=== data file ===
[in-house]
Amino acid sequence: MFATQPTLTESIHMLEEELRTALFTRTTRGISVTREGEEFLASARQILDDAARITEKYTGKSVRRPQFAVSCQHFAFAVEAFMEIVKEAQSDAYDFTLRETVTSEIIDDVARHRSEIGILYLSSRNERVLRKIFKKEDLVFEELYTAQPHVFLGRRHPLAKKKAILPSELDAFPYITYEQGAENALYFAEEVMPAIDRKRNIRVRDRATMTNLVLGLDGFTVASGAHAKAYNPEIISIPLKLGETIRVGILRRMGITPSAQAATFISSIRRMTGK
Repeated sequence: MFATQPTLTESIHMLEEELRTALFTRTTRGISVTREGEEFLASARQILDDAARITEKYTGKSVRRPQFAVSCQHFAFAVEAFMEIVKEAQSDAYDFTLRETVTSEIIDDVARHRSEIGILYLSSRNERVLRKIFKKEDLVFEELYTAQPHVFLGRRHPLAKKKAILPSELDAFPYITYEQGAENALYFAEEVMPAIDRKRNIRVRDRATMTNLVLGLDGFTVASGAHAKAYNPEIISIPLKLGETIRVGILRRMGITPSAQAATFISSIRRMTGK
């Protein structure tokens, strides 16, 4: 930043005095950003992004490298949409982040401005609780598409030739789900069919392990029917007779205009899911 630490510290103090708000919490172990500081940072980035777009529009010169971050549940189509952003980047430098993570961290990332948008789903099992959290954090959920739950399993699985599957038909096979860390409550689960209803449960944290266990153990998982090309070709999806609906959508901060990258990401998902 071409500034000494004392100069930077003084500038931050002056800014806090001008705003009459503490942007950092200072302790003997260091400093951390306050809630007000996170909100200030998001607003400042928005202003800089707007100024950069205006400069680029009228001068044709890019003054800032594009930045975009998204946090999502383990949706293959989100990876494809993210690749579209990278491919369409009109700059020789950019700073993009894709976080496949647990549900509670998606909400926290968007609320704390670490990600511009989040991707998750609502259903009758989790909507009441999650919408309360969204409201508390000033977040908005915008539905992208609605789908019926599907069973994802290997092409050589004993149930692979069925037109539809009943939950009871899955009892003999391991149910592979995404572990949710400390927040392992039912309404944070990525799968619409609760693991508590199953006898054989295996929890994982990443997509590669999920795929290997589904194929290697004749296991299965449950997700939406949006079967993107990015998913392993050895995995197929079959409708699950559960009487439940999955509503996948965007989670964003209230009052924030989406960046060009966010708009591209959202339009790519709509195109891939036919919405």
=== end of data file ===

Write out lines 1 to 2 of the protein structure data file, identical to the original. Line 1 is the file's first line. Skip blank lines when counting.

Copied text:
[in-house]
Amino acid sequence: MFATQPTLTESIHMLEEELRTALFTRTTRGISVTREGEEFLASARQILDDAARITEKYTGKSVRRPQFAVSCQHFAFAVEAFMEIVKEAQSDAYDFTLRETVTSEIIDDVARHRSEIGILYLSSRNERVLRKIFKKEDLVFEELYTAQPHVFLGRRHPLAKKKAILPSELDAFPYITYEQGAENALYFAEEVMPAIDRKRNIRVRDRATMTNLVLGLDGFTVASGAHAKAYNPEIISIPLKLGETIRVGILRRMGITPSAQAATFISSIRRMTGK